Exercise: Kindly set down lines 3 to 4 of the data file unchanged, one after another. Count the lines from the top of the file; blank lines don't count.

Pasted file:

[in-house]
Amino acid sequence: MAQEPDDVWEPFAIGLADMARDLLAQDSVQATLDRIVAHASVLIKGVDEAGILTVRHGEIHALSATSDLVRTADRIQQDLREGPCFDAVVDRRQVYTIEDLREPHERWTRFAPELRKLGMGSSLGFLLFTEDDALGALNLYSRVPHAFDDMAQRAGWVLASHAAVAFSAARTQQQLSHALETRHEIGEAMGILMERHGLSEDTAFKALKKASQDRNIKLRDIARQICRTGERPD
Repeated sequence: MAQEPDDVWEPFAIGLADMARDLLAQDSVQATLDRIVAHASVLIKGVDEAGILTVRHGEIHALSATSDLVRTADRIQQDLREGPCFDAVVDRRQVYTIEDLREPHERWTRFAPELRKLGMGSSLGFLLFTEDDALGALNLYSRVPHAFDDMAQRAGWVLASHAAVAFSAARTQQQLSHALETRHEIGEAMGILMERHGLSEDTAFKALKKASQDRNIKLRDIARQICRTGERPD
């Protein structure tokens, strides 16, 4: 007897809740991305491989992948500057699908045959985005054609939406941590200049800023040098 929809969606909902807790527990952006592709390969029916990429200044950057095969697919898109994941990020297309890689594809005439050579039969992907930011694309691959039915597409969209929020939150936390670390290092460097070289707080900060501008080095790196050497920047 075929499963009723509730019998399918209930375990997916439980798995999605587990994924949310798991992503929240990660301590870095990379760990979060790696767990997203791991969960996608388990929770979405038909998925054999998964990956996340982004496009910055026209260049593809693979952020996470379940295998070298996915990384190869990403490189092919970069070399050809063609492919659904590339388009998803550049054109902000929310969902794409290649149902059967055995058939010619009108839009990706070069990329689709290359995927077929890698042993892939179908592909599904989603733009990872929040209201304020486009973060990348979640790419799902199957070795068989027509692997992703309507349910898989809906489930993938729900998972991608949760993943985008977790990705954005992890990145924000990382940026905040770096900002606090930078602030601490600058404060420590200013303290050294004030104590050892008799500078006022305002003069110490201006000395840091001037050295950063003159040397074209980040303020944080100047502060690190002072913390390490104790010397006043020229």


Repeated sequence: MAQEPDDVWEPFAIGLADMARDLLAQDSVQATLDRIVAHASVLIKGVDEAGILTVRHGEIHALSATSDLVRTADRIQQDLREGPCFDAVVDRRQVYTIEDLREPHERWTRFAPELRKLGMGSSLGFLLFTEDDALGALNLYSRVPHAFDDMAQRAGWVLASHAAVAFSAARTQQQLSHALETRHEIGEAMGILMERHGLSEDTAFKALKKASQDRNIKLRDIARQICRTGERPD
């Protein structure tokens, strides 16, 4: 007897809740991305491989992948500057699908045959985005054609939406941590200049800023040098 929809969606909902807790527990952006592709390969029916990429200044950057095969697919898109994941990020297309890689594809005439050579039969992907930011694309691959039915597409969209929020939150936390670390290092460097070289707080900060501008080095790196050497920047 075929499963009723509730019998399918209930375990997916439980798995999605587990994924949310798991992503929240990660301590870095990379760990979060790696767990997203791991969960996608388990929770979405038909998925054999998964990956996340982004496009910055026209260049593809693979952020996470379940295998070298996915990384190869990403490189092919970069070399050809063609492919659904590339388009998803550049054109902000929310969902794409290649149902059967055995058939010619009108839009990706070069990329689709290359995927077929890698042993892939179908592909599904989603733009990872929040209201304020486009973060990348979640790419799902199957070795068989027509692997992703309507349910898989809906489930993938729900998972991608949760993943985008977790990705954005992890990145924000990382940026905040770096900002606090930078602030601490600058404060420590200013303290050294004030104590050892008799500078006022305002003069110490201006000395840091001037050295950063003159040397074209980040303020944080100047502060690190002072913390390490104790010397006043020229």